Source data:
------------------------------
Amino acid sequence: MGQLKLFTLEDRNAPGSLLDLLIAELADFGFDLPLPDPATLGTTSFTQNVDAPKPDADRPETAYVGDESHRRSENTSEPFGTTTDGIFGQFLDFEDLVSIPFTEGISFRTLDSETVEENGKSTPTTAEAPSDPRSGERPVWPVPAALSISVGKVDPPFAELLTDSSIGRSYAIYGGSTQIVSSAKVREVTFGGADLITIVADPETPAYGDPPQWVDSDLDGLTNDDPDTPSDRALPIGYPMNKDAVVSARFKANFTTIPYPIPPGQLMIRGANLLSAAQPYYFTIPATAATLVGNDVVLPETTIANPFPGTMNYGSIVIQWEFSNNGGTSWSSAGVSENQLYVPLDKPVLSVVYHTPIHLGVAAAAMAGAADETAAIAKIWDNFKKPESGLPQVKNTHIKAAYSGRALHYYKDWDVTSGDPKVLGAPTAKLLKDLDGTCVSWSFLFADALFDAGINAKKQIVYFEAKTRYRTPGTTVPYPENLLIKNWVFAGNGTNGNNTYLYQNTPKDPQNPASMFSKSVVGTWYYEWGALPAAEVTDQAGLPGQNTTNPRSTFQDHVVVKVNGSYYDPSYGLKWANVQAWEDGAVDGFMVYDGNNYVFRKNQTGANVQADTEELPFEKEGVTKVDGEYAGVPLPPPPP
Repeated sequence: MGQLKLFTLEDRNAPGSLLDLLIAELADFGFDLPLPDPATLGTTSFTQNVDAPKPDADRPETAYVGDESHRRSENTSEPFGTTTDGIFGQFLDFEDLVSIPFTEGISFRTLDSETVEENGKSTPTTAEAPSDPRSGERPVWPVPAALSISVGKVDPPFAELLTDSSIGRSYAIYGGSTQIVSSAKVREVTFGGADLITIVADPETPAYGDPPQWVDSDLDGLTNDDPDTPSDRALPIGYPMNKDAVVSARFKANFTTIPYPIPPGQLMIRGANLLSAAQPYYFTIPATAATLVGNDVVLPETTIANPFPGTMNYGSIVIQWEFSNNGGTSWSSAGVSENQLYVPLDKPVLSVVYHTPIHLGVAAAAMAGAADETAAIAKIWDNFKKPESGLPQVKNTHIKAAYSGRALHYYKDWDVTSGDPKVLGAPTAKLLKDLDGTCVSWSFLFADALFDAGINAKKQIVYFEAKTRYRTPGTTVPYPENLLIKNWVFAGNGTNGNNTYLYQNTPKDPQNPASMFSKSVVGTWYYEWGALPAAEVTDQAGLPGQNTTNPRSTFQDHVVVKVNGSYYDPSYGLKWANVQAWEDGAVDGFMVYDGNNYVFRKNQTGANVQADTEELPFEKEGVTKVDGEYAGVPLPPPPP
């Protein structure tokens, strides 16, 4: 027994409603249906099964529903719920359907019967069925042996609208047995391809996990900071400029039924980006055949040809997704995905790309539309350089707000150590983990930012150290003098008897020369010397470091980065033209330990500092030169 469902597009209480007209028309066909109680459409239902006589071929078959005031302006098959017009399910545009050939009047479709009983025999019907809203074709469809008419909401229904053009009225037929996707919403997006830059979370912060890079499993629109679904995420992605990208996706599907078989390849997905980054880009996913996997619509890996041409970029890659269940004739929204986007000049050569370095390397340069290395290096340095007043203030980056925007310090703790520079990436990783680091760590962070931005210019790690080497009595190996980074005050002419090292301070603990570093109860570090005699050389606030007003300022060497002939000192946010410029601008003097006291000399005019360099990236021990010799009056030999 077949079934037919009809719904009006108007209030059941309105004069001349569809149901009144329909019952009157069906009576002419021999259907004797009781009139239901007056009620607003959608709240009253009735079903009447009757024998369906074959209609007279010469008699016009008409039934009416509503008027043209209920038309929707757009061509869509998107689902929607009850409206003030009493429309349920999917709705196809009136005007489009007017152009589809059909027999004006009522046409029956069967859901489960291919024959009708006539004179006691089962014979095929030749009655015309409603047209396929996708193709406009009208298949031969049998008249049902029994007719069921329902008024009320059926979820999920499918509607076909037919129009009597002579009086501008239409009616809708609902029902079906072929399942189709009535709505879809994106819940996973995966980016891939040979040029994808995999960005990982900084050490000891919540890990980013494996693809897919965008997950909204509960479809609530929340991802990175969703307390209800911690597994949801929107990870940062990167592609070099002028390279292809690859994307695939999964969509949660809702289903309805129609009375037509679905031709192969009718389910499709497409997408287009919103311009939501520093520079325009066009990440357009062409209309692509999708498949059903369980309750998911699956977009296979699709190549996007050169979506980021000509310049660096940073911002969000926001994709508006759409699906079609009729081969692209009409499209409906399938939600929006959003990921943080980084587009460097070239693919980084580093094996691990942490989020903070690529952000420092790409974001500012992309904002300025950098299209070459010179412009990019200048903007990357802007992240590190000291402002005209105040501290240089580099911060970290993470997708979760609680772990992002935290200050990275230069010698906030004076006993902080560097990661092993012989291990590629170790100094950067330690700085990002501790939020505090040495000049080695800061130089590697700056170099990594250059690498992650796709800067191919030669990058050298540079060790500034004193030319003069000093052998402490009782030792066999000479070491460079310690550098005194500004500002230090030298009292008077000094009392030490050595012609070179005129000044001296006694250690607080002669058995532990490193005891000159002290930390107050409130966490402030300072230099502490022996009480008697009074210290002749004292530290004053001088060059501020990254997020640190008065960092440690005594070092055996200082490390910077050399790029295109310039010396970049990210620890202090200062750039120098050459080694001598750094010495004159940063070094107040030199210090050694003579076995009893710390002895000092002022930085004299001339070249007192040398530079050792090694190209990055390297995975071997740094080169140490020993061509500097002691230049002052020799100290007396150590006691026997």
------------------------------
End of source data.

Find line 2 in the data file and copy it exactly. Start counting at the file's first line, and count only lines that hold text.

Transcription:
Repeated sequence: MGQLKLFTLEDRNAPGSLLDLLIAELADFGFDLPLPDPATLGTTSFTQNVDAPKPDADRPETAYVGDESHRRSENTSEPFGTTTDGIFGQFLDFEDLVSIPFTEGISFRTLDSETVEENGKSTPTTAEAPSDPRSGERPVWPVPAALSISVGKVDPPFAELLTDSSIGRSYAIYGGSTQIVSSAKVREVTFGGADLITIVADPETPAYGDPPQWVDSDLDGLTNDDPDTPSDRALPIGYPMNKDAVVSARFKANFTTIPYPIPPGQLMIRGANLLSAAQPYYFTIPATAATLVGNDVVLPETTIANPFPGTMNYGSIVIQWEFSNNGGTSWSSAGVSENQLYVPLDKPVLSVVYHTPIHLGVAAAAMAGAADETAAIAKIWDNFKKPESGLPQVKNTHIKAAYSGRALHYYKDWDVTSGDPKVLGAPTAKLLKDLDGTCVSWSFLFADALFDAGINAKKQIVYFEAKTRYRTPGTTVPYPENLLIKNWVFAGNGTNGNNTYLYQNTPKDPQNPASMFSKSVVGTWYYEWGALPAAEVTDQAGLPGQNTTNPRSTFQDHVVVKVNGSYYDPSYGLKWANVQAWEDGAVDGFMVYDGNNYVFRKNQTGANVQADTEELPFEKEGVTKVDGEYAGVPLPPPPP